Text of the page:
One year ago, we predicted what the upcoming year might hold for the technology sector. We believed that 2018 would be the year in which customer privacy and data protection would finally be at the forefront of debate due to the high-profile security breaches which were hitting the headlines late last year, as well as the much-anticipated introduction of the EU General Data Protection Regulation (GDPR).
While some of our predictions were pretty accurate – including our prediction that the world’s billionaires would continue their race to build rockets, proven in February with the well-documented launch of Elon Musk’s Falcon Heavy rocket – we’re still waiting for a few to materialise. Here, we’ve looked back at which of our other forecasts became a reality this year.
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Prediction 1: Hackers will go into overdrive…
…on the IoT. Right
Our view was that 2018 would see an increase in DDoS (Distributed Denial of Service) attacks of ever-increasing ferocity and duration on IoT devices. These attacks are conducted by “botnets”, which comprise of a number of internet-connected devices, such as routers and wireless IP cameras, each running one or more bots. This prediction quickly became a reality with the first DDoS attacks occurring on 28th January, targeting a number of government departments and banks in the Netherlands, including ING Bank. Inskit Group, a team of threat intelligence researchers, stated that these attacks were conducted by IoTroop, a ferocious botnet. They fear that IoTroop is continuing to evolve and will facilitate larger DDoS attacks in the future. With adoption of IoT still on the increase, we can expect more of this kind of threat in 2019.
…on autonomous vehicles. Wrong
We predicted that attacks on autonomous vehicles would also increase. However, while there has been development in this technology, widespread adoption has not yet come to fruition, meaning attacks on these vehicles haven’t yet been a major problem. Security experts at Cruise, GM’s self-driving car company, announced that the ongoing development of autonomous vehicles ensures that manufacturers have “more time to get things right“, which includes building encryption and cryptographic code signing into a car’s system. In theory, this could minimise the attack surface hackers can abuse, making these cars less hackable than you might think.
… and on ransomware. Wrong
Contrary to our estimations, global ransomware attacks did not make big news, with ransomware attacks declining by nearly 30% over the past year. This was due to many businesses refusing to pay the ransom, resulting in a reduction in the return on investment for hackers.
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Prediction 2: Getting with the regs. Right
We predicted that 2018 would be the year that governments across the world would start to view cyber-security as a consumer protection issue. This proved to be correct in the US, where the California Consumer Privacy Act was passed on June 28th 2018. This granted consumers four basic rights in relation to their personal information, including the right to ‘opt out’ and ask a business to delete their personal information.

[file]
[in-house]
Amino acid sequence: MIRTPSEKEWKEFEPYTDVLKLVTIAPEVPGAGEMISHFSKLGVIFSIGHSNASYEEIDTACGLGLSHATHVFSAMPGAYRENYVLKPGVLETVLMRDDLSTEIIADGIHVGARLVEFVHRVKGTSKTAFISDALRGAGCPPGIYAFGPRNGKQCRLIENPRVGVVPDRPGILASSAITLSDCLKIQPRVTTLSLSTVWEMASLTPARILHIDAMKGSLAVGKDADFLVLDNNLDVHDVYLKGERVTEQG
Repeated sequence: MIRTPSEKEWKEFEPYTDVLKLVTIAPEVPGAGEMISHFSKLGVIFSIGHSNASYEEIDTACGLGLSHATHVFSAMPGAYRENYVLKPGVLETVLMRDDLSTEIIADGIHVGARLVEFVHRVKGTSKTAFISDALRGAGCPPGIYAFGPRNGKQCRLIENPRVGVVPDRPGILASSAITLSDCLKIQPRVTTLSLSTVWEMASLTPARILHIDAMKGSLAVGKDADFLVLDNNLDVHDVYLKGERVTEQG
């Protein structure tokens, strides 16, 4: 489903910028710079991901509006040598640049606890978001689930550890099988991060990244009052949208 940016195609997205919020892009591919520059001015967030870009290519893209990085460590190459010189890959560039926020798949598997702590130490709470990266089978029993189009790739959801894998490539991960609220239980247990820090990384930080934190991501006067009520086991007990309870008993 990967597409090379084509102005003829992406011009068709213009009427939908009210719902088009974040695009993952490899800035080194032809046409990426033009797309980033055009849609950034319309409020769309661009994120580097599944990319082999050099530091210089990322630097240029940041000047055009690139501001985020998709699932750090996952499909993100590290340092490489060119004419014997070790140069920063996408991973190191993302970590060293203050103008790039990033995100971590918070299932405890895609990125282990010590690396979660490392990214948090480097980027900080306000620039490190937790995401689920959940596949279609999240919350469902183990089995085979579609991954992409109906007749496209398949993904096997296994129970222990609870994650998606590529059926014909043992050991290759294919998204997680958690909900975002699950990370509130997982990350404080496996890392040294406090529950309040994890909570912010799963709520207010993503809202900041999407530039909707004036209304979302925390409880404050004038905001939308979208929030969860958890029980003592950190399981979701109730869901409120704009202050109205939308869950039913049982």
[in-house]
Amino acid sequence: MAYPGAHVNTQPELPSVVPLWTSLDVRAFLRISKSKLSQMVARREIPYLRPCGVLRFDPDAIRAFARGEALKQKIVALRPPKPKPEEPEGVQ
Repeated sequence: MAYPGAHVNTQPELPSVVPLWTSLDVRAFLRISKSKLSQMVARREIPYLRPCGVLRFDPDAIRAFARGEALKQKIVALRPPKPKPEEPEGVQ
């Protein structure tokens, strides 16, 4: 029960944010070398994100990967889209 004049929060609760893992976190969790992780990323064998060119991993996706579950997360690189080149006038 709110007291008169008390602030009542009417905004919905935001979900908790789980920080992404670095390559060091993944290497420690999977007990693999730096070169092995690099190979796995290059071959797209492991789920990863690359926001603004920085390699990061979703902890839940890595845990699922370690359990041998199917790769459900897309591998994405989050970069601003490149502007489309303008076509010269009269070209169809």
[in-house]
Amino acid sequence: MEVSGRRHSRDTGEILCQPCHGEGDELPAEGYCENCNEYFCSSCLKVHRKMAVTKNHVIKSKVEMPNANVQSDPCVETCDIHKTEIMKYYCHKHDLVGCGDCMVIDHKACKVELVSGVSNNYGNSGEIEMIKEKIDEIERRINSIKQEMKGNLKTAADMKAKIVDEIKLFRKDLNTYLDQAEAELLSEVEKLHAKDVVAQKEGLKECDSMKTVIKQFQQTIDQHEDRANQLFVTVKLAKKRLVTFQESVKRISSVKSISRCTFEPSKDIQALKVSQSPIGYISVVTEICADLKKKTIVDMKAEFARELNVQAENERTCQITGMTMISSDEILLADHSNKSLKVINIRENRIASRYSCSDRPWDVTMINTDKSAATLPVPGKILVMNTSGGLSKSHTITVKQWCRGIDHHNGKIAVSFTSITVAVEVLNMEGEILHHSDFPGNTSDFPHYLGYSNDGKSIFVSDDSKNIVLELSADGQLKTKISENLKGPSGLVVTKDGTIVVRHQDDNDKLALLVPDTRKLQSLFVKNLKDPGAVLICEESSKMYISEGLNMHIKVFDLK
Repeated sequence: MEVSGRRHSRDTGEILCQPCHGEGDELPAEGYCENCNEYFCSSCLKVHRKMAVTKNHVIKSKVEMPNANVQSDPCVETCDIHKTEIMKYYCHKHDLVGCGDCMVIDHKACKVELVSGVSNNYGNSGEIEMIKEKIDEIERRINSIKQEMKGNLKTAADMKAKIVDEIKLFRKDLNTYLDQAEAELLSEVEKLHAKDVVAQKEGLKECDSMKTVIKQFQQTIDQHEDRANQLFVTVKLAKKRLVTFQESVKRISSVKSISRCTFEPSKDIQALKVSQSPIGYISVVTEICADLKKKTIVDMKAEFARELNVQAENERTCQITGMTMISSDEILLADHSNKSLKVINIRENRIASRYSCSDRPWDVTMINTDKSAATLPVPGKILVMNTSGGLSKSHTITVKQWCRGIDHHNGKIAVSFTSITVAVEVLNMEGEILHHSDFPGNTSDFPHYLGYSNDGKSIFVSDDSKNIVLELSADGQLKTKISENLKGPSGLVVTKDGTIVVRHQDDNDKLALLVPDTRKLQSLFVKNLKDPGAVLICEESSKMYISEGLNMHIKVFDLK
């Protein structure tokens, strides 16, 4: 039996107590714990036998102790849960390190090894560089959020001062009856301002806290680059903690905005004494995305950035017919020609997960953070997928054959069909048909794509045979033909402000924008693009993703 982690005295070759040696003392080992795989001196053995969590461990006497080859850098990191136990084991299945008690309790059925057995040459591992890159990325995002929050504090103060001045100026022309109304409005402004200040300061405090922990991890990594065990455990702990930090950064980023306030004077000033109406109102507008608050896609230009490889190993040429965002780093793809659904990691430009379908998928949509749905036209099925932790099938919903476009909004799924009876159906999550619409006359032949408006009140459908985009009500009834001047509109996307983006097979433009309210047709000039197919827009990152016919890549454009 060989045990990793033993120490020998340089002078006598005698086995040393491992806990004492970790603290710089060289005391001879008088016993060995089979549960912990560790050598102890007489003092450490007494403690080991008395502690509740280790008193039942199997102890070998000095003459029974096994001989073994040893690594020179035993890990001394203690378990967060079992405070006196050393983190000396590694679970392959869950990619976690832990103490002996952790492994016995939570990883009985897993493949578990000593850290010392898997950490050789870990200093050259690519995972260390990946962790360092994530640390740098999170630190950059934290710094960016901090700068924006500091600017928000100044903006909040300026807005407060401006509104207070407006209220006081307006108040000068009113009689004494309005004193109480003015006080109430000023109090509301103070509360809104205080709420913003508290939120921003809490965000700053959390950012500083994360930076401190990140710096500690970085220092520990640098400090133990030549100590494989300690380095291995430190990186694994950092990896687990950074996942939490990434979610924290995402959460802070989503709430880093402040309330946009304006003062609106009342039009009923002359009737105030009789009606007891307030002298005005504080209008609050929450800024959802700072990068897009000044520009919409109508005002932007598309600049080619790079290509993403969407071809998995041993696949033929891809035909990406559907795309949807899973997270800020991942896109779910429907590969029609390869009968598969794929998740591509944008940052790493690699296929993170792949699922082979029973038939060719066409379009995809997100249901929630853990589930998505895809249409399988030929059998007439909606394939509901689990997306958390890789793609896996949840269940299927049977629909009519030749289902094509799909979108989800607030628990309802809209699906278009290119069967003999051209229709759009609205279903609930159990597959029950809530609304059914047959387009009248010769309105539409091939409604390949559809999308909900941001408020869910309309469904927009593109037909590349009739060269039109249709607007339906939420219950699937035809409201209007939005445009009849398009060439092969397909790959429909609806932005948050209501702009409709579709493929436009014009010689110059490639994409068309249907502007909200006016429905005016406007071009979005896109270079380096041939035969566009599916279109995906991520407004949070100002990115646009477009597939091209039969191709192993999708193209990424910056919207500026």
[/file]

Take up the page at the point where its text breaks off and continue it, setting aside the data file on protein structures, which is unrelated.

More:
In Europe, the GDPR has reshaped the way everyone has had to think about data protection. However, large fines for organisations not respecting the GDPR regulation have not yet materialised. Regulators, such as the ICO in the UK, appear to have focused on educating the industry on their new data protection obligations rather than punishing them straightaway.
Prediction 3: White collar crime. Wrong
With the increase in regulation, especially the November 2017 Data Security and Breach Notification Act in the US, we anticipated that senior executives might finally be sent to jail. It looks as though we may have to wait another year for that. There were no dramatic convictions, even against the Equifax executives, whose reckless behaviour compromised the security of over 140 million Americans as hackers stole their personal and banking information. This is an enormous scandal for a corporation whose core business is collecting consumer data to give credit scores. However, many customers and commentators continue to campaign for the incarceration of Equifax executives so perhaps justice will finally be served in 2019.
Prediction 4: Digital skills gap. Right
Despite the overwhelmingly positive impact the GDPR has had on attitudes towards security, we predicted that it may also have a side effect when it came to the digital skills gap. The regulation has redefined the roles within organisations, as some businesses have now had to appoint a chief data officer (CDO). This has drawn many skilled security professionals away from the coalface and into compliance and privacy management roles, widening the skills gap for chief information officers (CIOs) and chief information security officers (CISO), leaving positions unfilled. According to CyberEdge’s 2018 Cyberthreat Defence Report, 80% of organisations will be affected by the cyber security skills gap, with 4 out of 5 organisations struggling to fill their cyber security positions.
As 2019 looms…
Overall, 2018 saw the compliance landscape become increasingly more complicated and onerous for businesses, with consumer data protection and privacy finally given the recognition they deserve. However, with regulatory law failing to result in the big fines or the punishments that we predicted – both at home and abroad – some of these predictions may spill over into next year. We can only wait and see what happens in the technological world in 2019.